The rest of the day was for strolling. I checked the incredibly lively seafront Market, right outside the Townhall, with many impromptu cafes and patisseries, ice-cream shops, produce stands, bakeries, art stands, household item sellers, etc - all of which were completely gone by the early afternoon. Literally! All the cafe tables and chairs, stands and bakeries were gone and the cobblestones where they stood were washed by city utility vehicles.

I went to check the Olympic Stadium, and a few other sights in the city, before descending back to the centre for some scoff.

Then, I had a break at the Executive Lounge, a lie-in in the bed, and a night out in the town.



May 05, 2011 04:00 PM Helsinki (FI) - First time in Finland

Helsinki (FI) - First time in Finland Landing. The flight was short - only about 1h35'. And on time. The Helsinki airport in the Schengen area allowed the arriving passengers to mingle with the ones departing, and through the regular shopping and bar areas. The arrival hall, where the loved ones wait was surprisingly small, however, considering that Helsinki is a hub, a plane-changeover airport, many just pass through it never end up leaving the airport, the size of it might be appropriate.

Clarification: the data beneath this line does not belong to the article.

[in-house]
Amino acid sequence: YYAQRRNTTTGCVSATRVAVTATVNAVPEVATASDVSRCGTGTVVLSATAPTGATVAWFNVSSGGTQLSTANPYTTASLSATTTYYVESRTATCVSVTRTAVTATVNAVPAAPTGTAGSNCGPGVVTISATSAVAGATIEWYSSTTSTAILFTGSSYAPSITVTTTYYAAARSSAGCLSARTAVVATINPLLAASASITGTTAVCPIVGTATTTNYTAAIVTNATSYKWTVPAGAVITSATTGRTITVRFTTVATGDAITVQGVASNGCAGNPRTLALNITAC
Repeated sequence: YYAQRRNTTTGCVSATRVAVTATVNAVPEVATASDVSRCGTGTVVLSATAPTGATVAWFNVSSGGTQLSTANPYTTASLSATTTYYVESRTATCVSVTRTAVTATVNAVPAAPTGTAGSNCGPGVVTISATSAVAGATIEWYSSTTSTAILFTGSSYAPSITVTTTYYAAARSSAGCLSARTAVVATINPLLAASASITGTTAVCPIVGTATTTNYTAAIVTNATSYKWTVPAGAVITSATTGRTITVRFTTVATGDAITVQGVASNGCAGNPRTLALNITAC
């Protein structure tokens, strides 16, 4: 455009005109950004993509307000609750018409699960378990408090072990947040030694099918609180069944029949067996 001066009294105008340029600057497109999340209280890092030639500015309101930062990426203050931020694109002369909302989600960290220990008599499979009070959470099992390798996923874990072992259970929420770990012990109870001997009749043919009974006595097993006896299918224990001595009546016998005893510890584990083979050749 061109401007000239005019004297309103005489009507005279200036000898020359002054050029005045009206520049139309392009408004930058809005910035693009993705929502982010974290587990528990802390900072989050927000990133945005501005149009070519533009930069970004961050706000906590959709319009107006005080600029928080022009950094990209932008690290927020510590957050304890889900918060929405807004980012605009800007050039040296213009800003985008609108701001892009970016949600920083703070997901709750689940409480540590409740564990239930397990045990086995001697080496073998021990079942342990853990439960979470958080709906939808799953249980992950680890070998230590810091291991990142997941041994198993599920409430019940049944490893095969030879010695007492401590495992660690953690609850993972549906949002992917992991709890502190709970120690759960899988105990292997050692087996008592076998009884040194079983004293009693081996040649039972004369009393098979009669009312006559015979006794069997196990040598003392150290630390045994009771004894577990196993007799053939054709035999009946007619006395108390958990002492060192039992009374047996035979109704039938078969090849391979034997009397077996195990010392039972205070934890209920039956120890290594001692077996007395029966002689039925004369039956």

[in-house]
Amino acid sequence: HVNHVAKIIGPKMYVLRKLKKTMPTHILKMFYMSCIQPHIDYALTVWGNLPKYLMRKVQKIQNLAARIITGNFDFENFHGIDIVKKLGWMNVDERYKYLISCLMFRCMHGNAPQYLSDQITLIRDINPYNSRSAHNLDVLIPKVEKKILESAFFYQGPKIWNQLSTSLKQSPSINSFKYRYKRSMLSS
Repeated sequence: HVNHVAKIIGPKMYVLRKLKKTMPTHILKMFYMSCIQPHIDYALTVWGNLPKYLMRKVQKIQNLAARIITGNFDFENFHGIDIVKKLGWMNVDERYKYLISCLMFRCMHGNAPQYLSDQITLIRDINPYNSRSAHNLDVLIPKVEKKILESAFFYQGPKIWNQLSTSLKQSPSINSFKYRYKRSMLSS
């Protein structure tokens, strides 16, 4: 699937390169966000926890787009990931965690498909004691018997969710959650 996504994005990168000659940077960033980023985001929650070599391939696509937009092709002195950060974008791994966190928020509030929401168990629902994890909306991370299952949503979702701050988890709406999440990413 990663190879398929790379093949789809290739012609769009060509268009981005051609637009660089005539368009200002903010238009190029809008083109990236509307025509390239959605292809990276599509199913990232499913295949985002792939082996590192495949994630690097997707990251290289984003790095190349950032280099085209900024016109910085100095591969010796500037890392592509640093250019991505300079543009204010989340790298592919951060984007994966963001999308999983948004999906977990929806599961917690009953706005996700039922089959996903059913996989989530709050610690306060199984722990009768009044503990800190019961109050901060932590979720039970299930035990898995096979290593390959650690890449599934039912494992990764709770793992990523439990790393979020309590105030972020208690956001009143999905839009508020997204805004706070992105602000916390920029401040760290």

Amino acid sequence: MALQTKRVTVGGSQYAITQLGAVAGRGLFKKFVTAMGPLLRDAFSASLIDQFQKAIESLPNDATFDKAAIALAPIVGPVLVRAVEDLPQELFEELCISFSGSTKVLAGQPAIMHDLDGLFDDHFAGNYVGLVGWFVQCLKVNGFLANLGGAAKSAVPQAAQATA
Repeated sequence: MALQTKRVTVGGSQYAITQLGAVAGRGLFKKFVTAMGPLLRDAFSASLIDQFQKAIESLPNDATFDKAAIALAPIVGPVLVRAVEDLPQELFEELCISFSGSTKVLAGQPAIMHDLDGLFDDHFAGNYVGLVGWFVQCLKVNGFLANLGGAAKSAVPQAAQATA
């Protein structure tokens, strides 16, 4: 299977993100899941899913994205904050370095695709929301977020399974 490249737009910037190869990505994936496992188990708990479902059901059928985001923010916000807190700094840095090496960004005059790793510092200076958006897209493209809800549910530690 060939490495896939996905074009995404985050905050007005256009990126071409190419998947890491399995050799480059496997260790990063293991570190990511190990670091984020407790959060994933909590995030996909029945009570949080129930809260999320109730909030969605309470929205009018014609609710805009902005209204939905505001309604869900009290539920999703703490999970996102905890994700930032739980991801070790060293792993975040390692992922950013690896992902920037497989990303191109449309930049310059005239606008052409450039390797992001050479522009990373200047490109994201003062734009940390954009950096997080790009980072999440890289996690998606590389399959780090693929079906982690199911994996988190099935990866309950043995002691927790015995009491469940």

I spotted a desk with big letters stating 'Airport Taxi - €27'. Having read that a regular cab would cost me €45, I decided to take this one instead. What a mistake! The price was €27 if one or two people travelled in the vehicle. If more passengers hired the taxi, the price was increasing. But I have to wait almost 20 minutes for he car, there were already people in it (three people to be exact), who were put down first, so my ride to the hotel was almost an hour! And I was charged €27, as if I was alone in the car! Considering that a regular city bus takes only 35 minutes to reach the centre costing €4, I had a reason to be somewhat discontent, to put it lightly.

The sun was still up, when I sat comfortably in the Executive Lounge at the 7th floor of the Hilton Helsinki Strand Hotel overlooking a small harbour. I had two glasses of LBV port and went for a stroll. I was not quite sure whether I wanted to go out or not. I did have a full day of work that they and a busy night the night before, so I returned to hotel within not long and decided to get up early for good photographing light.



May 01, 2011 04:00 PM Montreal (CA-QC) - the second arrival, and the departure